This article outlines the work that was conducted through therapy sessions using a narrative therapy approach and the stories that emerged from it. Maria will initially explain what narrative therapy is and the work we did. Sean will then share the stories that we discovered from the work. Our hope from writing this article is to share the multi-storied understandings of a person’s life that serve as a reminder that there is more to people than a diagnosis.
What we did
Narrative therapy is an approach first introduced by Michael White that places people as the experts in their lives and holds a non-blaming and respectful stance. It highlights the skills and values, beliefs, commitments and competencies of an individual and that these can support the person to reduce the impact of problems in their life. It is a collaborative approach that separates the person from the mental health ‘problem’ or in this case ‘diagnosis’.
The Tree of life is a narrative therapy approach developed by Ncazelo Ncube. It uses the analogy of a tree to map a person’s life and their strengths. The roots represent the past, the ground the present, the trunk are the skills, competencies and strengths, the branches are the future hopes and desires, the leaves are the important people in a person’s life, and the fruit and flowers represent gifts that have been given to and received by others. The visual representation helps to centre the person’s preferred story.
We recognised that Sean’s psychiatric diagnosis had been a dominant story in his life, and not one that was particularly helpful. By using the tree of life we began to shine a spotlight on other stories that were less heard to help us build a multi-storied understanding of Sean’s experiences.
The accounts below are from Sean. At first he will recount the story of his dominant psychiatric narrative. The story that has been told about him. Then Sean will share his second narrative, the one he has been living but where the spotlight has not been shining. It is the story that often becomes neglected when people access services but one that we must make effort to identify and strengthen. Sean has written the psychiatric narrative in the third person to demonstrate the distance he now feels from that story. The second story is written in first person to illustrate the preferred narrative of his life.
The psychiatric narrative
The main Psychiatric narrative illustrates the unnecessary and misguided medical attention attracted to a young man who is heading off the rails of a very successful school career due to his wanting to be with his father whom his mother has left, (and the unhelpful attention of a school teacher).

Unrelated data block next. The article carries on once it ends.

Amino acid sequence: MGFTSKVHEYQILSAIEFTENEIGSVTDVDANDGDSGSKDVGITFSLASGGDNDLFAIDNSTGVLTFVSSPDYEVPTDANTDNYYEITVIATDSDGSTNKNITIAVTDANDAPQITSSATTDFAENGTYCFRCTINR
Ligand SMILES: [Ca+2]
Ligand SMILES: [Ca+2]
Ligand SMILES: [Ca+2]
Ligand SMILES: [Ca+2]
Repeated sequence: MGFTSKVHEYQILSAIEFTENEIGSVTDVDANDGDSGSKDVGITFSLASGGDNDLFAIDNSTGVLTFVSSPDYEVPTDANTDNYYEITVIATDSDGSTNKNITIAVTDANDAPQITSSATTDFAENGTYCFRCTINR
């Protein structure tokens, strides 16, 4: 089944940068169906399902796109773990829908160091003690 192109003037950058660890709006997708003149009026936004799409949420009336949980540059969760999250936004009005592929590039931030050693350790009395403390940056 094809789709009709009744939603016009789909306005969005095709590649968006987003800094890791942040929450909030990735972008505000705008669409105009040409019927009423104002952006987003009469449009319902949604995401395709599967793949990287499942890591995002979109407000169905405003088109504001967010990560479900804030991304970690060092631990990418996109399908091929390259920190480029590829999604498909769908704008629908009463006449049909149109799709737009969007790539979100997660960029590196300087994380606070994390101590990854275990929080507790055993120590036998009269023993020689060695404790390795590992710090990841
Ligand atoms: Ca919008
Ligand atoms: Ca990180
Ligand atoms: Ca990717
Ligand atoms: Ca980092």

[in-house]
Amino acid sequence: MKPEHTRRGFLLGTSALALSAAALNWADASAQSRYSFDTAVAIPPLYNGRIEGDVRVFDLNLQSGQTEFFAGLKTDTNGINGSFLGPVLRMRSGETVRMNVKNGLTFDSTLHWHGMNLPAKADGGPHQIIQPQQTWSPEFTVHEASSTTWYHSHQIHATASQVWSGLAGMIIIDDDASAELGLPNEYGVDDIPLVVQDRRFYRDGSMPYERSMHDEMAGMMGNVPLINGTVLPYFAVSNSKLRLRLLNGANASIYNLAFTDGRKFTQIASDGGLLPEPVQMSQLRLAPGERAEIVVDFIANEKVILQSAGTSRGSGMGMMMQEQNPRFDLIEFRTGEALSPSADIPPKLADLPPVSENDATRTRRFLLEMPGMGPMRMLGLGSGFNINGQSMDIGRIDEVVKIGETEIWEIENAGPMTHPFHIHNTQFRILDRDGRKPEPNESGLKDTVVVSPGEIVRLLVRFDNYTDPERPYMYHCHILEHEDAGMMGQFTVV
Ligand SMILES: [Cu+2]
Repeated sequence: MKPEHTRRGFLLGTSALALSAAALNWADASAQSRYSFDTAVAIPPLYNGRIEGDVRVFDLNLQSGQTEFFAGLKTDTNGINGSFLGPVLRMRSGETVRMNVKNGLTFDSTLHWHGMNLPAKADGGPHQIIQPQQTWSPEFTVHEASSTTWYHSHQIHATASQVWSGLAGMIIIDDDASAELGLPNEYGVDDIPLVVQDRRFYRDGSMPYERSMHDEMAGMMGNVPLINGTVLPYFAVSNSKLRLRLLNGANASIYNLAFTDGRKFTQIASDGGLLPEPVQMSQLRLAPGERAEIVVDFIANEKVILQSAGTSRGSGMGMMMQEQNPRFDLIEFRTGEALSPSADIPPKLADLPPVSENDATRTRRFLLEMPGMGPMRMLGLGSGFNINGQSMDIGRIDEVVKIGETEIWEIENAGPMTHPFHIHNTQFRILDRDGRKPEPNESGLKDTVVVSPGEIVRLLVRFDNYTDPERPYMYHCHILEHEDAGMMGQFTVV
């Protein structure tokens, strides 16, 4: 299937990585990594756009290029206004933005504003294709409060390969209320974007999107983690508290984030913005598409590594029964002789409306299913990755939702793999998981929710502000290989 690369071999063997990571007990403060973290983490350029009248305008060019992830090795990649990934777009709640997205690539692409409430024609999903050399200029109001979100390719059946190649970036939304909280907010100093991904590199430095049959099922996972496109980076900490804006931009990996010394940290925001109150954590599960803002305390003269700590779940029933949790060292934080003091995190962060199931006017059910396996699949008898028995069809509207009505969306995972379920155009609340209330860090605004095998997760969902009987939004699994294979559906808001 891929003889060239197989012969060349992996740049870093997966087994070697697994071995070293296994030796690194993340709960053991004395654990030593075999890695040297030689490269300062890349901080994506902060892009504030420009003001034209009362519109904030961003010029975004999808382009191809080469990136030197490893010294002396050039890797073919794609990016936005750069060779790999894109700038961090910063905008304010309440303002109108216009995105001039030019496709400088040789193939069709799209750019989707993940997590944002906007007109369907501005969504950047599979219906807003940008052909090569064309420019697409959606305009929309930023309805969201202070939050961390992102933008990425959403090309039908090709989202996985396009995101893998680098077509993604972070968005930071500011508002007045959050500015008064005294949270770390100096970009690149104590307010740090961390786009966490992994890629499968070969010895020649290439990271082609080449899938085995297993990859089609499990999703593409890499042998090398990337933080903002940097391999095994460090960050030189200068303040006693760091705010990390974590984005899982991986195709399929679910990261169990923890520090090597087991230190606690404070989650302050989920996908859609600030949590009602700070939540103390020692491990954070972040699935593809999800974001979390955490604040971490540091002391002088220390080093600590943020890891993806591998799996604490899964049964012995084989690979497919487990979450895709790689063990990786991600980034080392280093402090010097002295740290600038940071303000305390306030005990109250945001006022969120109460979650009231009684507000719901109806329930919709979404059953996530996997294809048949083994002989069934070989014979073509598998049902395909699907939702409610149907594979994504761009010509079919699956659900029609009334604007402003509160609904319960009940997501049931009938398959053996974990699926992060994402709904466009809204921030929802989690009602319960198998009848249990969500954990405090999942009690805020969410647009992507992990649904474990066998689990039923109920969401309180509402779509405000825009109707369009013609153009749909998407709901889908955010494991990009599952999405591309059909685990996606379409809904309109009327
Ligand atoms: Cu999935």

A tripper psychosis leads to a diagnosis of depression and compulsory electro convulsive ‘therapy’. Subsequently the patient is challenged to fit the profile of an arbitrary diagnosis; manic depression. Compulsory treatment shocks and medication worsen his health. It was a mistake.
The story of who I really am and what I really do
I was a child of Protestant and Catholic origins during autumns spent in UK and summers on the continent. I am a 50/50 kid. I am a German speaker. I felt I was sawn in two like a medieval on a torture rack. Half for UK, half for Germany, which gave me an English tongue.
I am male; I speak a language my grandfathers taught me. I am known as ‘brains’ after the Thunderbirds character. I am a traveller, we are nomads. We moved up to 15 times for being repeatedly evicted. I used to live in Essex, now I live in London again and I march up and down the hill there with my sister kicking leaves and dirt.
I am a fan of banana splits and I love dogs. I am responsible for the family and I am the son of a man committed to a strict alcohol free regime. We live in a cottage and separate during the summer when my dad is alone and drinking only orange juice. When me and my family return the bread in the fridge has become mouldy and green because he was left alone.
My life in the present is quite colourful. Though still a known client to the community mental health team, I have become much less dependent on this essential support. I live in my town of choice in West London and have a life full of exciting writing assignments and, as a one-time would-be medic, I am actively involved in managing and researching my diabetes care. I manage to live well despite this condition progressing in parallel with my mental health aetiology.
My adolescent experimenting with hallucinogenic substances stopped 33 years ago when I committed to my pillar of strength and justice; mum, to never again be lead into such self-destroying, destructive self-hate and neglect of personal responsibility for what I have now unpacked: the phenomenal and welcome gift from my family and from the universe. The presence of a blessed gift to ‘think fast and wait: to teach, to write and to speak to live’.
Understanding the narratives
As is evident, through the narrative work we were able to create a shift in perspective, one where life is seen in context and the preferred story is emphasised. Through this work, Sean reflected that the psychiatric narrative no longer feels fitting and that discovering the second story is an ongoing journey of discovery but an exciting one.
As clinicians we have a responsibility to think beyond diagnosis and consider a person as a whole being, to give people the opportunity to share their preferred stories. This is not a denial of the difficulties, but a celebration of surviving, living and thriving.
Image credit: Comfreak